'I came to terms with the reality of dying in prison'


Henry Keogh spent 21 years behind bars for the murder of his fiancée. But it was a crime he never committed. He reveals what prison was really like.

Video above: In a two part special Insight finds out what it's like to be convicted of a crime and later cleared. Watch part one, and two on SBS On Demand.

My 20-year nightmare began in March 1994. I returned home to find my fiance, Anna-Jane Cheney, slumped unconscious in the bath at our Adelaide home.

All my and the paramedic’s efforts to revive Anna failed.

To make an awful situation worse, what followed was a flawed trial, my conviction and a life sentence for murder with a minimum of 25 years before I could even apply for parole.

Nothing prepares you for the challenges and hazards of prison life even if you’re guilty, let alone innocent.

In a totally alien world, I felt alone, at risk and worst of all powerless.

I soon learned there were two sets of rules: the official Prison Rules and the inmates’ unwritten ones.

It was the unwritten rules that would determine how well or how long I survived.

Prison life meant enduring absurdly inconsistent rules, mind-numbing boredom, threats, assaults, riots and solitary confinement for weeks at a time.


But all that paled against the frustrations of trying to mount appeals from behind bars.

Frustration turned to despair when I realised I was not in a legal battle but a political one.

With all appeals denied and multiple petitions to the Governor refused, my despair turned to depression and a five-year struggle against the temptation to end it all.

I only gained some peace when I came to terms with and accepted the reality of dying in prison.

Meanwhile, on the outside, a disparate group of individuals were working for my release. Legal academics, scientists, journalists, numerous lawyers, politicians and amateur investigators were motivated by their outrage at such an obvious miscarriage of justice.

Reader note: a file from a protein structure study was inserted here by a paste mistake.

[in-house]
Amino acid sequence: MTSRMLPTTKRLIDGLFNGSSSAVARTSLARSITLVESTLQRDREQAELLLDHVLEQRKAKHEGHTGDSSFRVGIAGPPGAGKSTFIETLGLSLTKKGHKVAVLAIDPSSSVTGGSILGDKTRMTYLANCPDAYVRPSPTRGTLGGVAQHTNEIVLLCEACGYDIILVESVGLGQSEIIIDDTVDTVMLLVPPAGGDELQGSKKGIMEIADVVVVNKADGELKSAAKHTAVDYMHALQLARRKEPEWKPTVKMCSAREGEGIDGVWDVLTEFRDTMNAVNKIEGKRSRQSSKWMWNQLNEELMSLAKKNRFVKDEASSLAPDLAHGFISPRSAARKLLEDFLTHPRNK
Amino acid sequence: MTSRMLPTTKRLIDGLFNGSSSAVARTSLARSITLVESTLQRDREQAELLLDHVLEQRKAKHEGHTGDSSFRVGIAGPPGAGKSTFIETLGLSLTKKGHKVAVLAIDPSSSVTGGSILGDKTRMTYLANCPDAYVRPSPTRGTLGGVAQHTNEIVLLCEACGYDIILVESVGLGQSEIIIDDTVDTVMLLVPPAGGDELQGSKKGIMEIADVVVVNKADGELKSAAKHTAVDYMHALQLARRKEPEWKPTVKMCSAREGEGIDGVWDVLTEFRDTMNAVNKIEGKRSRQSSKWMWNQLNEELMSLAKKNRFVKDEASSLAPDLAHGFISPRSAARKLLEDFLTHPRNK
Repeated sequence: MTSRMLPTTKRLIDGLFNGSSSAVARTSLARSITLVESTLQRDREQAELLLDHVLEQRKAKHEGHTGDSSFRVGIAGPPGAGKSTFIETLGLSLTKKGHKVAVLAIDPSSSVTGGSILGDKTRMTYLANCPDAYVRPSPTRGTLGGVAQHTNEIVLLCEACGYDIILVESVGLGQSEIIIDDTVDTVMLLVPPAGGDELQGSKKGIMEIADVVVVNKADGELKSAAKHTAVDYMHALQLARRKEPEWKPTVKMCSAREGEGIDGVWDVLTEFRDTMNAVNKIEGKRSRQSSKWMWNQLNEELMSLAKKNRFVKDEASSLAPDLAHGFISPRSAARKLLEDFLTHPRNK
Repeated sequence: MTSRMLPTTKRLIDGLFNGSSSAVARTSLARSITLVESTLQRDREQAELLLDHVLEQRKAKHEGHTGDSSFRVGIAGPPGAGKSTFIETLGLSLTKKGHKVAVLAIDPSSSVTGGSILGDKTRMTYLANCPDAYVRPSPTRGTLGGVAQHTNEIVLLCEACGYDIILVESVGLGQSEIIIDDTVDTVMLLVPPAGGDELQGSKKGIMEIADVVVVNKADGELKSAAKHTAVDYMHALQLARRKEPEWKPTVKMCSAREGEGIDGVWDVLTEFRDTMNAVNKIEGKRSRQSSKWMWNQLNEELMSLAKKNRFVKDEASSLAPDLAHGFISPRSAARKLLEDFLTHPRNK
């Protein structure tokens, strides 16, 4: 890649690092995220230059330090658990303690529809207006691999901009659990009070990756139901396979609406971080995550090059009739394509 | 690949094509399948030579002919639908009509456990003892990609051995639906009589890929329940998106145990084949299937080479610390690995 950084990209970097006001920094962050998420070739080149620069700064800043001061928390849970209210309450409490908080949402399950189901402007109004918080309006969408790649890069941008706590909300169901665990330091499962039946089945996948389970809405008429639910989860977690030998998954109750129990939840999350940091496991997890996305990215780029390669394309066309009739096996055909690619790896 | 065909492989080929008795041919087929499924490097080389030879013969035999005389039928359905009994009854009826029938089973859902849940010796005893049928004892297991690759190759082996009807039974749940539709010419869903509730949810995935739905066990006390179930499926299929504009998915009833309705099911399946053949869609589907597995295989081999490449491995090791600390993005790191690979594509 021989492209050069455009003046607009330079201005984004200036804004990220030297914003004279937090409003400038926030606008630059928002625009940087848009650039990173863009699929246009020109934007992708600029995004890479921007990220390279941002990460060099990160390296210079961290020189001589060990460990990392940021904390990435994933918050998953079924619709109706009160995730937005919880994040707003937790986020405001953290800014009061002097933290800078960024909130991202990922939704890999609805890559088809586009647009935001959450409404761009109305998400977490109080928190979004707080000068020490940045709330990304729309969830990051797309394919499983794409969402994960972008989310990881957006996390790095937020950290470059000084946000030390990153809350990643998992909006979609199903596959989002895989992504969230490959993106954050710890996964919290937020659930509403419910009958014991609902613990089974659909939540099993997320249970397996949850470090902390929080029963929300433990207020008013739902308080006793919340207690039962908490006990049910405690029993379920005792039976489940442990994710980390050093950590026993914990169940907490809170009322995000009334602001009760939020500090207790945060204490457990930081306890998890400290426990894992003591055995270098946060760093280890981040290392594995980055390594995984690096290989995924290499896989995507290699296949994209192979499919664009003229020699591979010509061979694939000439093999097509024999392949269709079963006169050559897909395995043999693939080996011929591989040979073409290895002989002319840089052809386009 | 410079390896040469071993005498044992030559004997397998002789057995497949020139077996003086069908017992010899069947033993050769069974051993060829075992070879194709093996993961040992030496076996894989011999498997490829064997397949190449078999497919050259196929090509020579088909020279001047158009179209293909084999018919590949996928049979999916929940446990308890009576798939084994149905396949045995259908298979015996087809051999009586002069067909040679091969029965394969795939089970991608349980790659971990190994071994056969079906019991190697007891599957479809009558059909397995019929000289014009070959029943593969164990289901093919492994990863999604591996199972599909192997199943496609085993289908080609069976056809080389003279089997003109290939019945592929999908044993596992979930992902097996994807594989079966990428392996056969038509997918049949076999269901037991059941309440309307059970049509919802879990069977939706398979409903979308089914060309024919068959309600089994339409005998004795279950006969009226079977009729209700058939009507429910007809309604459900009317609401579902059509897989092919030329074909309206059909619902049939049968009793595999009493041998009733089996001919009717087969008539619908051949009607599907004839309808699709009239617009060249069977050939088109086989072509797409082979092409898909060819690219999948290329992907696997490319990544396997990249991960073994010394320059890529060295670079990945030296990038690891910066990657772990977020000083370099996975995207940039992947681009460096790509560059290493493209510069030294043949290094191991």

Even they underestimated the battle we faced.

Even so they persisted, often at personal and professional cost. But for the sustained efforts of such a brave and committed group of people, I would still be in prison — or dead.

They pushed for, and achieved the seemingly impossible. They were instrumental in having a 100-year-old law changed.

Adjusting to life beyond prison walls was nothing in comparison to all that preceded it, including the threat of another trial.

The new law allowed me to bypass the politically controlled doomed-to-fail petition process.

I could now bring my case and the critical fresh evidence directly before the court.

In a unanimous decision by the Court of Appeal, my conviction was overturned.

I was released in December 2014. But any joy or celebration was soon cut short — I was re-arraigned.

Despite being unjustly incarcerated for almost 21 years, I now faced the threat of a third trial! My family, supporters and I were gutted. For the next 11 months, I was swamped by wave after wave of emotions.

At first, I was simply appalled, incredulous and then outraged. I had shed my naive belief in the criminal justice system long ago.

I found the closer the trial loomed, the more my misgivings gave way to anxiety and dread. My distrust of the system (and especially the string-pullers behind the scenes) was so intense it became impossible to sustain confidence about the outcome. My faith had been shaken to its core.

In November 2015, the then Director of Public Prosecutions, made a formal public statement saying he was dropping the charges.

He cited reasons of poor health with his chief witness.

Once again, robbed of elation or joy, all that remained was relief that the ordeal was finally over.

Adjusting to life beyond prison walls was nothing in comparison to all that preceded it, including the threat of another trial.

My much-needed healing was made easier, almost seamless by the love and assistance of family, friends and supporters.

It was helped further by the countless acts of grace, generosity and acceptance from random strangers and wellwishers alike.

My profound thanks to each and every one of them.

Source SBS Insight